The Differences Between Universal Design and Aging In Place Design

this home transformation was an aging-in-place remodel for a homeowner suffering from ALS.

this home transformation was an aging-in-place remodel for a homeowner suffering from ALS.

How are Universal Design and Aging In Place Different?

If you're considering a home remodeling project, you've probably become familiar with the terms “Universal Design” and Aging-in-place. Some people use these words interchangeably, but while they are similar, they do differ. Both are specific designs used to make a home more comfortable for individuals of different abilities.

Aging-in-place design is mostly used for homeowners who require home modifications to allow them to remain in the home safely and comfortably as they age and their physical abilities change over time. Universal design is more of an umbrella term that covers the design of products and environments that are usable by all members of the household, from the youngest to the oldest, to the largest extent possible, without the need for any alterations, adaptations, or specialized design.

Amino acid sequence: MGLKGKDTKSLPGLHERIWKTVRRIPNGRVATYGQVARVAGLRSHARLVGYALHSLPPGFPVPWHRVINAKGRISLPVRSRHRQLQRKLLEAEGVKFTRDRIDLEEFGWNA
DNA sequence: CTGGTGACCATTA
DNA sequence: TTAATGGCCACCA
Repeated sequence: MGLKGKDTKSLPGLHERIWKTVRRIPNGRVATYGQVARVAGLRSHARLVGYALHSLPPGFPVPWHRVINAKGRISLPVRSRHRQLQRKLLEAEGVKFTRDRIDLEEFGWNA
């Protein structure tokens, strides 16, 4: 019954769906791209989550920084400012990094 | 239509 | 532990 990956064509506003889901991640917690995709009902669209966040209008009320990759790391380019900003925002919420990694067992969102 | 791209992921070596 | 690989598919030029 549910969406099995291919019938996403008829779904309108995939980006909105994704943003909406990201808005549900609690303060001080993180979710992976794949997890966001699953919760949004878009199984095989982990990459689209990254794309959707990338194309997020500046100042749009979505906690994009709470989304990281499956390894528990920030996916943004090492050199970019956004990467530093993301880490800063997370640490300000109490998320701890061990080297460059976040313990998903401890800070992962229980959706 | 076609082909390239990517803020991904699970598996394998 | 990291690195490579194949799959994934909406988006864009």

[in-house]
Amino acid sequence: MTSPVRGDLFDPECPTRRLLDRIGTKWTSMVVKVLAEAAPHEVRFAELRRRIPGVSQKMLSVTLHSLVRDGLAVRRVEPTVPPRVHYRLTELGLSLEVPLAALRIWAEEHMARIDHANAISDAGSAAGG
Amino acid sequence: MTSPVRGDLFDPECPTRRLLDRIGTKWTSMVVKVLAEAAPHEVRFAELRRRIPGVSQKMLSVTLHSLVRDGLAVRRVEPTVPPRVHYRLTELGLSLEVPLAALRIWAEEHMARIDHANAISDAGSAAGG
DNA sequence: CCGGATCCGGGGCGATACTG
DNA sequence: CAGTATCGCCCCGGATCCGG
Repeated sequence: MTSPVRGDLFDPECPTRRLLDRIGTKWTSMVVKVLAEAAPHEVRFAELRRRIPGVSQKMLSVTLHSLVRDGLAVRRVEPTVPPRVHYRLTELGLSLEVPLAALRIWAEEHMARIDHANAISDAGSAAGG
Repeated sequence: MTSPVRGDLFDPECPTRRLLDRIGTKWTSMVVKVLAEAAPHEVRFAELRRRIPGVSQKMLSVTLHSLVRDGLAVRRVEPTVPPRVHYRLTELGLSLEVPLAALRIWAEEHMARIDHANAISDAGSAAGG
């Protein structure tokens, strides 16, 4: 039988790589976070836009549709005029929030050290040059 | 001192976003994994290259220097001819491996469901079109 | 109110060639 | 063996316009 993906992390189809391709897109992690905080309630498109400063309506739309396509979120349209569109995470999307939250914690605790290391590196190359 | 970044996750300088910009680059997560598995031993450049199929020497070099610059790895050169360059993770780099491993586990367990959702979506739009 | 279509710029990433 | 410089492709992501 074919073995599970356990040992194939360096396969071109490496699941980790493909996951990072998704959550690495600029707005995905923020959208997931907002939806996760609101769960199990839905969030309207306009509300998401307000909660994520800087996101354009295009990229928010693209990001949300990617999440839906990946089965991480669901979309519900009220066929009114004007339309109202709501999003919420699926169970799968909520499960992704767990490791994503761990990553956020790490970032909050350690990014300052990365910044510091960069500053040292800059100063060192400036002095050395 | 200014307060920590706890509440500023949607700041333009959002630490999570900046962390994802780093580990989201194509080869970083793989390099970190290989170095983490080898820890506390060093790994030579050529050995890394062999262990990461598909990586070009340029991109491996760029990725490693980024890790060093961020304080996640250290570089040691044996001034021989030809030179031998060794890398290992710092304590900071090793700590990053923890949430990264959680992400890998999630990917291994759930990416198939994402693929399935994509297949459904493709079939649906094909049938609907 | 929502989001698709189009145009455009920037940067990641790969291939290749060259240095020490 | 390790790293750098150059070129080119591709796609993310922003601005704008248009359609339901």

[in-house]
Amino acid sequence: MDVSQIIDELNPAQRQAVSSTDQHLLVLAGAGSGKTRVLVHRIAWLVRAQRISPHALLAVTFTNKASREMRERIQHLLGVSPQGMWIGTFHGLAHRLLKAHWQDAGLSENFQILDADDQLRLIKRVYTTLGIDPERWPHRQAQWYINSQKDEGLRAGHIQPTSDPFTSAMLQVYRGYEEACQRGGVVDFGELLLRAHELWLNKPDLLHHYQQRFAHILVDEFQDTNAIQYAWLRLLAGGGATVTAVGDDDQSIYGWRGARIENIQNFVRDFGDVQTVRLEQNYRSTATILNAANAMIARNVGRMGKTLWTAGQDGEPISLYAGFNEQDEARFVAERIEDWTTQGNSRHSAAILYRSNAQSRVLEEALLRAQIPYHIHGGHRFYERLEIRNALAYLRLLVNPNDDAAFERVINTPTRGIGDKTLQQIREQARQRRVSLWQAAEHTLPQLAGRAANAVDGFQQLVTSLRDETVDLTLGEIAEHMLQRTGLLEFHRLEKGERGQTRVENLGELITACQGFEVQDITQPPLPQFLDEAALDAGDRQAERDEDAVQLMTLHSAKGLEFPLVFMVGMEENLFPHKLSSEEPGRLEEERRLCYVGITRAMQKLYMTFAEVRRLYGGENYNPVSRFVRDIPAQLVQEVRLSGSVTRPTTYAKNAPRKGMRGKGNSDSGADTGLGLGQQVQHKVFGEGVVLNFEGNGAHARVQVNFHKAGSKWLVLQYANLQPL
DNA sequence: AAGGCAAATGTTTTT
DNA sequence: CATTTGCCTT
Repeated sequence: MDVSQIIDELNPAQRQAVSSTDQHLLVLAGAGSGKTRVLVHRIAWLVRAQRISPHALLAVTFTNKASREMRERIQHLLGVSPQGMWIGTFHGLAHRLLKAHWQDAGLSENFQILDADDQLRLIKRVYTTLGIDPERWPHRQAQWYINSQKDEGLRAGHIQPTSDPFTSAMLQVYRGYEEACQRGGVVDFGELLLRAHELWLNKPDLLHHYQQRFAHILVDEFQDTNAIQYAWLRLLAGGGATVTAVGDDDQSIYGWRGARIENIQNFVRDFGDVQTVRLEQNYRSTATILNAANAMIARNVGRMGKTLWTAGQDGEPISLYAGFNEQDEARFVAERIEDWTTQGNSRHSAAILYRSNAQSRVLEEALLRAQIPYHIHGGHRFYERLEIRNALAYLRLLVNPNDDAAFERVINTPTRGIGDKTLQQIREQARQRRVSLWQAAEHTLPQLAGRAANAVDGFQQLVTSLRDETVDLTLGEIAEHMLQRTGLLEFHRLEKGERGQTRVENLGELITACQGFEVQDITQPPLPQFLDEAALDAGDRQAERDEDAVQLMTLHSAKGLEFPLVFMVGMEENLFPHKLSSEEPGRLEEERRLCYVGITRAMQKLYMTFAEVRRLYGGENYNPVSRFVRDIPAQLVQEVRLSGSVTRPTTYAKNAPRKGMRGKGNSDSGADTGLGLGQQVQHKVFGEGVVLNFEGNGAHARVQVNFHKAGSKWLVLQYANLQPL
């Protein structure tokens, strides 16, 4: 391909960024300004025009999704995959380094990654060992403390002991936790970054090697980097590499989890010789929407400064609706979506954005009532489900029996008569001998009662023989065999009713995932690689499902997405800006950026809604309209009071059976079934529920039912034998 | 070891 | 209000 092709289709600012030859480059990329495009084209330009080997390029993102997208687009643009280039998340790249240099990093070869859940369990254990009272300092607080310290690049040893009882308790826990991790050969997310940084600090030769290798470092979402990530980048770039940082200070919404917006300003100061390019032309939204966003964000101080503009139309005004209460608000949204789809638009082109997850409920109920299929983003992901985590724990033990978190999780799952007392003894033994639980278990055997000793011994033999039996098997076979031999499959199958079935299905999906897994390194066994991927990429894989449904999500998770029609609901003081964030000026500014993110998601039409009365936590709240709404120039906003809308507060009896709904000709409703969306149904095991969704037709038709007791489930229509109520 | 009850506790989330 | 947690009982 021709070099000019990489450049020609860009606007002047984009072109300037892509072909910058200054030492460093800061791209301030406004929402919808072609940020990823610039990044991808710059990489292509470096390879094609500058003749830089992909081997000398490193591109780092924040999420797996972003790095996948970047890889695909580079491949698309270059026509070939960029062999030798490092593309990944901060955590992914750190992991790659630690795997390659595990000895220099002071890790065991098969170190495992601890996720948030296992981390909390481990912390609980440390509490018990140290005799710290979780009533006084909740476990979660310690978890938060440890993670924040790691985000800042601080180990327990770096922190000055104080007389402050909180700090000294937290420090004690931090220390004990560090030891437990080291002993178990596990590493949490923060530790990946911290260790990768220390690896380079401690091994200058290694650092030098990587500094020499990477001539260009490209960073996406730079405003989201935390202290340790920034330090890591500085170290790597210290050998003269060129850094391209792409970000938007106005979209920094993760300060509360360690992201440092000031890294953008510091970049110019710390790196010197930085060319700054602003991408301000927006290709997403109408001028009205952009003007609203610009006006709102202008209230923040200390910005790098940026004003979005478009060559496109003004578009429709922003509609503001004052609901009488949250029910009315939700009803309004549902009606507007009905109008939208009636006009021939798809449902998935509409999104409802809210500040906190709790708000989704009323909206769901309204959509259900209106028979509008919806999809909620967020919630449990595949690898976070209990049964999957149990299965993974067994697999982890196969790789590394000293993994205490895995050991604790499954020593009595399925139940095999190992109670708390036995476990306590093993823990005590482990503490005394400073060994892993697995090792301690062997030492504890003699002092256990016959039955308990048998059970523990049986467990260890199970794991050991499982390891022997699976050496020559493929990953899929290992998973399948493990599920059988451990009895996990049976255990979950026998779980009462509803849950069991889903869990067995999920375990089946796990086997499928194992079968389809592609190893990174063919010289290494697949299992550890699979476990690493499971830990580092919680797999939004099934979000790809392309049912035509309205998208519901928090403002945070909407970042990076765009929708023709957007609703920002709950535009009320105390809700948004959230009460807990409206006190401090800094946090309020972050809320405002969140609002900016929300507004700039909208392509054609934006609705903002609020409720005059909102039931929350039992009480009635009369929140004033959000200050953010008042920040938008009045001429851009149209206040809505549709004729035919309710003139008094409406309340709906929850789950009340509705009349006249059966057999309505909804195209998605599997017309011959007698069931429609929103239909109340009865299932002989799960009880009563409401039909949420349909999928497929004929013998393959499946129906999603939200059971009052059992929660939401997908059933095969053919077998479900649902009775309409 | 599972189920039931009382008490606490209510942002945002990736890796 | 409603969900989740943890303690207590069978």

Let's take a closer look at each of these design practices to gain a better understanding.

Universal Design

The master bedroom of this home was designed with universal design principles in mind, including plenty of space for wheelchair accessibility.

Universal design is more of a blanket design category that includes aging-in-place remodeling. It is a design approach that ensures the homes and commercial buildings can be used by virtually everybody, regardless of their level of ability. By using universal design, people who are very different can all enjoy the same space. It's a design technique that ensures that a home will be there for the entire family even when their personal needs change.

Implementing universal design principals is the perfect way to meet the needs of everyone from the multi-generational family to first time home buyers and includes elements for those who are disabled including mobility issues, impaired sight and more.